Saturday, 3 February 2007

Ranting about stupidity

I should warn you: you'll often get rants appearing on here, probably against the Government's legal reforms as much as anything else. Since I've never claimed to be normal, I won't object if you call me a freak. (Others post about theology; give me some credit for contemporary relevance).

Anyway, rant number 1 coming up.......

'You will be aware that section 321 of the Criminal Justice Act 2003 came into force on 5 April 2004. The effect of section 321 is to bring into effect schedule 33 which removes the entitlement to be excused from jury service, as of right, for a number of people. Judges are amongst the categories of people who are no longer entitled to be excused from jury service, as of right.'

'So what's the relevance of that?' you ask. If you understood.

The problem is this. Juries are vitally important to the role of our legal system. They determine guilt. They are the keystone of our legal system, since Magna Carta was signed in 1215. (No doubt I'll soon rant about its pending abolition, but that's altogether another story). Consider the words of Blackstone, as early as the 1765:

'Trial by jury has been, and I trust ever will be, looked upon as the glory of English law... it is the most transcendent privilege which any subject can enjoy, or wish for, that he cannot be affected either in his property, his liberty, or his person, but by the unanimous consent of twelve of his neighbours and equals' [Commentaries, III, 397]

Sometimes, juries are excluded from parts of the trial. A judge, for example, could be called to rule upon whether evidence can be put before a jury, such as a defendent's past convictions. For the jury to be privy to the whole of a trial would prejudice their verdict. They are protected, being laymen, from the things that they're not able to rule on.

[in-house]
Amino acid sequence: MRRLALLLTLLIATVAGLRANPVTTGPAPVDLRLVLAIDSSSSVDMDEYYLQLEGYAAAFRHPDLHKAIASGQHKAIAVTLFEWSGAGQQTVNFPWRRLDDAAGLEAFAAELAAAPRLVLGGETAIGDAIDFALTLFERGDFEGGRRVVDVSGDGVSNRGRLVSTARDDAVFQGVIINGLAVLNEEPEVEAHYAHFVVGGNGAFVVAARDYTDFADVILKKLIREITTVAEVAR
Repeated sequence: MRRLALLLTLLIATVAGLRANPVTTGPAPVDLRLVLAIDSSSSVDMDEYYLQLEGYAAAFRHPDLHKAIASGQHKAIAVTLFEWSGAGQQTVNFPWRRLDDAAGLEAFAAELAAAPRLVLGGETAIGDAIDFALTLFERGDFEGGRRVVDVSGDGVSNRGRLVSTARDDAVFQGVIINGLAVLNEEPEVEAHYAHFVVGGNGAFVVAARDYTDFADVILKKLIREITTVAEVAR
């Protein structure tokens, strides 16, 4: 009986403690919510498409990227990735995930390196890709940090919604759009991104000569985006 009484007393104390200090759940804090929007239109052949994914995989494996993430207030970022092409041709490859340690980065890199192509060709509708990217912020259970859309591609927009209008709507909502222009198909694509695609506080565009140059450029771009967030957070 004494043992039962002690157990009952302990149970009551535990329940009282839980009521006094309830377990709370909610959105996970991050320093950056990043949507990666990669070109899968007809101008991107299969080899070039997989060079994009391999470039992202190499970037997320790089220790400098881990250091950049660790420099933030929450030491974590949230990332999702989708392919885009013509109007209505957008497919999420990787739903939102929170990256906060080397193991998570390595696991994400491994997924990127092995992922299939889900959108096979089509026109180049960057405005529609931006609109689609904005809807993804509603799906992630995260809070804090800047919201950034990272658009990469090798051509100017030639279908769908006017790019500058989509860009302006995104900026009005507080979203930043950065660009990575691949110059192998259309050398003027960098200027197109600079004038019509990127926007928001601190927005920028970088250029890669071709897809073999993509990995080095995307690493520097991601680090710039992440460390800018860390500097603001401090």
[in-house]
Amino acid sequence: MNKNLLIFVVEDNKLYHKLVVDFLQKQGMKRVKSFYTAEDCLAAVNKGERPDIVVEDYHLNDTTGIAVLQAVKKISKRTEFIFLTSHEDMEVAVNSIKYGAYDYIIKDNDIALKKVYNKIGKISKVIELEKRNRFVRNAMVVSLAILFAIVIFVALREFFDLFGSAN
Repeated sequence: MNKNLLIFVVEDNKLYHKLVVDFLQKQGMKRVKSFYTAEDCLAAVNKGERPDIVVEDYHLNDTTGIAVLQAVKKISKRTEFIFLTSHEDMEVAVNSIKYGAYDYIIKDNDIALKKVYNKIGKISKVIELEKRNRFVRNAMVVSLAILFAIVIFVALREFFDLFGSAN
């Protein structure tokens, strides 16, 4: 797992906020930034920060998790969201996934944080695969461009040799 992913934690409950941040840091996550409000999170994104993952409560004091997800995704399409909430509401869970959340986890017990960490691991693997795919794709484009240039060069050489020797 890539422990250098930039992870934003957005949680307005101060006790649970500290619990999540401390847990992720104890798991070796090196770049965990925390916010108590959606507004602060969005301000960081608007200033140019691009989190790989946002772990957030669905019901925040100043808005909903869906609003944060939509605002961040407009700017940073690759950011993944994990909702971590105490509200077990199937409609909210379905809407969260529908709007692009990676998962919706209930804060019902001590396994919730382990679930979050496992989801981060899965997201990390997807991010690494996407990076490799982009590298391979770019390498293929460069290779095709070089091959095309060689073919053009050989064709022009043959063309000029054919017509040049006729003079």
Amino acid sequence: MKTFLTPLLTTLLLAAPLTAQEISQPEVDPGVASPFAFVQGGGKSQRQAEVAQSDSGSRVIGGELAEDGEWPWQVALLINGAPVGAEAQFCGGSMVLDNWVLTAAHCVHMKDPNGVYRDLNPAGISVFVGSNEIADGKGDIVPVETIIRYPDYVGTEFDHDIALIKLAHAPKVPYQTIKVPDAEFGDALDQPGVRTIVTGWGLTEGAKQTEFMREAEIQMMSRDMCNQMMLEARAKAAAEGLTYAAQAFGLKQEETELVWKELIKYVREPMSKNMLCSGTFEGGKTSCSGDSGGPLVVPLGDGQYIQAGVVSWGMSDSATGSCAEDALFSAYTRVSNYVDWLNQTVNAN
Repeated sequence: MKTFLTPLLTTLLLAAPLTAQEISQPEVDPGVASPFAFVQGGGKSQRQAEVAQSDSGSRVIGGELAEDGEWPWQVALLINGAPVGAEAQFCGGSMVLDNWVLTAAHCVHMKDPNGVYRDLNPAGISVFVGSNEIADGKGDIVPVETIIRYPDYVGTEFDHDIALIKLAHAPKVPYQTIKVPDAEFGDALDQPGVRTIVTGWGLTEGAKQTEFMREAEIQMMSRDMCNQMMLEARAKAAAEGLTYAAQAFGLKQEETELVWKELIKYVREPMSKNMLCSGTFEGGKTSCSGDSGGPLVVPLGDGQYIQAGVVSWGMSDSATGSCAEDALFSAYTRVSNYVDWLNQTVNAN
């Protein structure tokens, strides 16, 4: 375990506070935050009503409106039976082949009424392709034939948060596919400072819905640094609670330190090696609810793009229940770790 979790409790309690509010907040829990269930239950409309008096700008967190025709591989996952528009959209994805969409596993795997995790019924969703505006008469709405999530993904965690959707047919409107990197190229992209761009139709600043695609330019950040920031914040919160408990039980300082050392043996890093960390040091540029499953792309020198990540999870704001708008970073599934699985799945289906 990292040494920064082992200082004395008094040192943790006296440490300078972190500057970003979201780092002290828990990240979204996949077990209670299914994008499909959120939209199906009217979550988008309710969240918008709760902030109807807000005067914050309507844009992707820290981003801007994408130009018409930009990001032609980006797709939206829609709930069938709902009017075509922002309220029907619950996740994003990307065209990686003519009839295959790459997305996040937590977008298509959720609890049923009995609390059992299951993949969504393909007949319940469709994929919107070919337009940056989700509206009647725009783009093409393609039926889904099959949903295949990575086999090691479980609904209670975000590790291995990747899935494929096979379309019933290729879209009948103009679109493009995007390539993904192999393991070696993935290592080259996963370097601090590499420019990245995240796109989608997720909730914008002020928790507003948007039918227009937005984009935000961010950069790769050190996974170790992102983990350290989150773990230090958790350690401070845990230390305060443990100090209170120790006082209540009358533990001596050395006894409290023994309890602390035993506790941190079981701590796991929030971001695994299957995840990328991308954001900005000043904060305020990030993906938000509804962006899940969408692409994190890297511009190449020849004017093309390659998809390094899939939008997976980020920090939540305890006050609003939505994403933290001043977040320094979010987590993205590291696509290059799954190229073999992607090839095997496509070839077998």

Again, you might not see the importance of this. But juries do not know what's going on in their absence. Judges, or barristers (now sitting in juries) would be able to guess. This could affect their judgment.

The point was so important that The Rt. Hon. The Lord Phillips C.J. had to issue guidance to members of the Judiciary about it. The intreoductary quotation is his. He also said this:

'Nothing in this guidance detracts from the ability of judges sitting as jurors to bring their general knowledge of life to bear on the deliberations of the jury.'

Given that the government have now allowed previous convictions to be put to the jury (another rant there, I think), if the judge allows, we have clear reason to mourn the loss of legal exemption from jury service.

That was rant number 1. Do comment, 'so I feel loved', and that my argument can be attacked. That would be good fun. And I might have made an error of spelling somewhere.....


1 comment:

Francis said...

Blimey, now I've got a headache! I'm sure this is a very well constructed argument but try as I might I'm never going to be able to follow it fully - obviously I don't have enough court experience.

Where's that bat...